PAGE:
9 February 1996
The Net-nanny State
It may never be implemented, but the Exon amendment provides the basis for
a Net-nanny state.Folded into the US Telecommunications Act 1996, the Communications
Decency Act 1995 aka the Exon amendment was formally passed by Congress
last week. Although likely to be dropped at a First Amendment hearing, the
Exon amendment lays the foundations for a Net-nanny state, writes Andrew
Exon has catalysed a new consensus around the need to regulate and control
the Internet by means of appropriate legislation; and he has confirmed the
widespread perception of the Internet as a disaster waiting to happen. The
assumptions behind the Exon amendment - that pornography and online harassment
are serious hazards, and that people need their betters to advise and protect
them - are now common currency on the Internet.
The Exon effect is comparable to that of the Alton amendment to the British
Criminal Justice Act. Although David Alton's amendment did not reach the
statute books, it set the tone for the video censorship debate following
the killing of Jamie Bulger, and prompted the Tory government, with New
Labour support, to enact the strictest video censorship in Europe.
Old-style anti-censorship campaigners are failing to recognise the new forms
of control. The 'powerless state' is said to be incapable of controlling
the global Internet with its ability to 're-route' around obstacles such
as censorship. Many activists mistake the demise of 'gatekeeping' techniques
for the end of censorship altogether.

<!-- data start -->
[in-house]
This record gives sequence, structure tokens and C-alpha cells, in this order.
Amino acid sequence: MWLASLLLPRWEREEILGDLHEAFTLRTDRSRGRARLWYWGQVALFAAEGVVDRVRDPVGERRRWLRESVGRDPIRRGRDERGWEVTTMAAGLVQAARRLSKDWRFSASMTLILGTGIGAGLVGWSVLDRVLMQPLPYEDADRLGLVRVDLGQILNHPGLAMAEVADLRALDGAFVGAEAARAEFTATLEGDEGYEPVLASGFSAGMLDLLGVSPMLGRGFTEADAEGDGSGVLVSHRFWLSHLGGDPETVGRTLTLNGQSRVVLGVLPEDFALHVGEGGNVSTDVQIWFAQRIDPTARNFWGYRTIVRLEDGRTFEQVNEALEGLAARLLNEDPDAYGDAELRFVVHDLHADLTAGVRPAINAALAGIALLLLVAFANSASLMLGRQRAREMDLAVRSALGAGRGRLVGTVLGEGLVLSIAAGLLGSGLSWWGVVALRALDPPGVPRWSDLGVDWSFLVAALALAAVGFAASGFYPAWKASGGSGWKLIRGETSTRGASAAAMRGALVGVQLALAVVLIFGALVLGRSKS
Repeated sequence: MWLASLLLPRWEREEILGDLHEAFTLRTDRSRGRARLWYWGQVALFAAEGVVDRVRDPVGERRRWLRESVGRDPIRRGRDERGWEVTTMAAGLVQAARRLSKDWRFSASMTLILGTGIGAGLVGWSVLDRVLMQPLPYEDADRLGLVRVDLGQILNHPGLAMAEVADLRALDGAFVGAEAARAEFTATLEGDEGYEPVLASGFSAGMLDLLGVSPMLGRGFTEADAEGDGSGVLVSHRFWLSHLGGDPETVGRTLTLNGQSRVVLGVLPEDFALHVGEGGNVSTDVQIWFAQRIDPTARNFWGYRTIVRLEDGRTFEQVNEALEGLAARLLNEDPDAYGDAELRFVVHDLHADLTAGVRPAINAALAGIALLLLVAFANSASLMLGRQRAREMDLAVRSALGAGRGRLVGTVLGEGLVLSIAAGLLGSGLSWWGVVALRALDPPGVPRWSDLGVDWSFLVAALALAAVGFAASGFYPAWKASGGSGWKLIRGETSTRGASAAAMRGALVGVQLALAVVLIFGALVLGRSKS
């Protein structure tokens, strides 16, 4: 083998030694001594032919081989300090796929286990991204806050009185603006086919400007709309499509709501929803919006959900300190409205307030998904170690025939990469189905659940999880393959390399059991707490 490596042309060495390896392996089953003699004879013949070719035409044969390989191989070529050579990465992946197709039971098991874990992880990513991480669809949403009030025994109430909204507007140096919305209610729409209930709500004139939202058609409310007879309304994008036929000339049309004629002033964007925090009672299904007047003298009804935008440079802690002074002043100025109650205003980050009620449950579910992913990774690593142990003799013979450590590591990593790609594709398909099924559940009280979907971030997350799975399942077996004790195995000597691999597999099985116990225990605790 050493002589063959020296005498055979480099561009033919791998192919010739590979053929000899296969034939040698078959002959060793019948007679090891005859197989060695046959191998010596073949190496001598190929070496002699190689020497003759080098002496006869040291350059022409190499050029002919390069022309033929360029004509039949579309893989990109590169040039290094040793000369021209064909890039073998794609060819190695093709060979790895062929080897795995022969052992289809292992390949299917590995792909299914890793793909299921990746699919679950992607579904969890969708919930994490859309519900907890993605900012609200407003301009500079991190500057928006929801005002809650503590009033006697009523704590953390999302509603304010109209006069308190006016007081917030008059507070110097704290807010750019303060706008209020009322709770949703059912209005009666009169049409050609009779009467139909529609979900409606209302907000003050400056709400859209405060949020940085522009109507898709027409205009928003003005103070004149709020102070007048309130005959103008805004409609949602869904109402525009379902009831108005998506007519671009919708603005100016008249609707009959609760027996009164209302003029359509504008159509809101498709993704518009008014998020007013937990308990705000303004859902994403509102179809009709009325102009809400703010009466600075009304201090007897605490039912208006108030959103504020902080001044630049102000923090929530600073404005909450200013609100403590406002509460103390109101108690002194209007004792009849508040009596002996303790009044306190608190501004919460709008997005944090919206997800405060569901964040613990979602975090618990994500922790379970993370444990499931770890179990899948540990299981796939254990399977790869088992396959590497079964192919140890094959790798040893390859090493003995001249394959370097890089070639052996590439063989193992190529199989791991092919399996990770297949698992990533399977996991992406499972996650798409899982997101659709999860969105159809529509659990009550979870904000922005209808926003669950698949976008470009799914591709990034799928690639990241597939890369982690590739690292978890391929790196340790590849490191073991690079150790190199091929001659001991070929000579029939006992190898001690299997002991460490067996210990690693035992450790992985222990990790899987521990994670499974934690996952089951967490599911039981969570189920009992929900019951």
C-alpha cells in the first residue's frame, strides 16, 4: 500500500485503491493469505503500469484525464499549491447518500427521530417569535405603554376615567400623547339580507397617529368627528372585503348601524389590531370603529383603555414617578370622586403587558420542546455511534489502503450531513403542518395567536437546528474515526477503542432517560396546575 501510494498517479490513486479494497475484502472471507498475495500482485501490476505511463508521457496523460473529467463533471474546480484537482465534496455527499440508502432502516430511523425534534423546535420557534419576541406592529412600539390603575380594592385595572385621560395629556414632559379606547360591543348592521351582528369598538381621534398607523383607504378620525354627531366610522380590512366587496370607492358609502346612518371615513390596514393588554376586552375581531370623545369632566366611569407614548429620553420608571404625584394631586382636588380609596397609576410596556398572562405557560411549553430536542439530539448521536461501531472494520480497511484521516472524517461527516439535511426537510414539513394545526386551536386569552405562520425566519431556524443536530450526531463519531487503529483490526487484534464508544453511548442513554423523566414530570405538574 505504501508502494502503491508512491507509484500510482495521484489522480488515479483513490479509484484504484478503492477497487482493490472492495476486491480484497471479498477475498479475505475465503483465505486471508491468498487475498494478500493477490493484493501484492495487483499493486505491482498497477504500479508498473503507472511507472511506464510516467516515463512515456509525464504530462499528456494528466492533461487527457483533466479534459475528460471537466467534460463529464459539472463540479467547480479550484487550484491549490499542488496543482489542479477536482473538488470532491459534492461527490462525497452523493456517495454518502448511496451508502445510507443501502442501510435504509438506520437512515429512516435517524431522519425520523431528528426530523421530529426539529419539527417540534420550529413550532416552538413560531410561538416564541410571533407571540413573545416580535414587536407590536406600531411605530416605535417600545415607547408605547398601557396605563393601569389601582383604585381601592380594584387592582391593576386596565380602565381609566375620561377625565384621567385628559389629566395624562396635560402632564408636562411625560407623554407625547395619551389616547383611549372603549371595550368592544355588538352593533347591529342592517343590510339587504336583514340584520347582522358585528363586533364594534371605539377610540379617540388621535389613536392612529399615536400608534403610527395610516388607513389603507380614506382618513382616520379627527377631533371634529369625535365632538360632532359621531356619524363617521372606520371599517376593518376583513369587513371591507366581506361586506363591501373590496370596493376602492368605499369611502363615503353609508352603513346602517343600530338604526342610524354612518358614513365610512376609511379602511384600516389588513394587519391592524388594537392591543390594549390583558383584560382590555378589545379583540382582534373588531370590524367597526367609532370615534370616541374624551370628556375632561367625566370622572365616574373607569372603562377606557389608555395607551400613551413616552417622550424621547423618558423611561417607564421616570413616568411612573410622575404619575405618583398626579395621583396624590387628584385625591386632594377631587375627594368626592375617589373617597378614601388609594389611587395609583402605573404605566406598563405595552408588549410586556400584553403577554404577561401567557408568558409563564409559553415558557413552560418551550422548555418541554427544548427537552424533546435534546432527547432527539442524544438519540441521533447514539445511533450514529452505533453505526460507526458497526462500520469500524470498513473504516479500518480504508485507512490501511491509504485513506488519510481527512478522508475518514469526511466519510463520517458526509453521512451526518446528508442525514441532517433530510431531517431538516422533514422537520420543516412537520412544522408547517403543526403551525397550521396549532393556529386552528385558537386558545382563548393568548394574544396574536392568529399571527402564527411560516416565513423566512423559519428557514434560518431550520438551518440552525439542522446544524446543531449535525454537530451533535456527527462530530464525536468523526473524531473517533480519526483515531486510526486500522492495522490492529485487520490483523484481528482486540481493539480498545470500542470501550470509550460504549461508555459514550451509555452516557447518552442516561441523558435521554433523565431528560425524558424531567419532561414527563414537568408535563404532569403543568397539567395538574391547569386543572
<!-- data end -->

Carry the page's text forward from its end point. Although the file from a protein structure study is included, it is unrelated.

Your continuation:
But 'gatekeeping' methods are being replaced with pre-emptive control mechanisms
involving the V-chip or Net Nanny software which screens out material considered
unsuitable for children. The manufacturers emphasise that these devices
put control of children's viewing in the hands of their parents. Many anti-censorship
campaigners agree, noting that 'parental choice' is highly desirable compared
to blanket bans imposed by anonymous officials. But do parents really get
to choose what is suitable for their children? Nowadays the label 'problem
parent' is applied to anyone who fails to follow professional advice on
how to bring up their kids. Children are required to submit to parental
discipline, and there is nothing wrong with that. But parents in turn must
submit to the authority of those who say they know what's best for us. In
this new version of 'nanny knows best', the state plays the role of 'nanny'
over adults as well as children. Failure to follow nanny's instructions
on correct use of the Internet may incur the wrath of the Net-nanny state.
This is censorship, but not as we know it. If the 'de-centred' Internet
is not susceptible to the totalitarian nightmare of George Orwell's 1984,
nevertheless the new methods of controlling the information superhighway
are every byte as menacing as Big Brother.
Andrew Calcutt writes further on this subject in the March issue of Living
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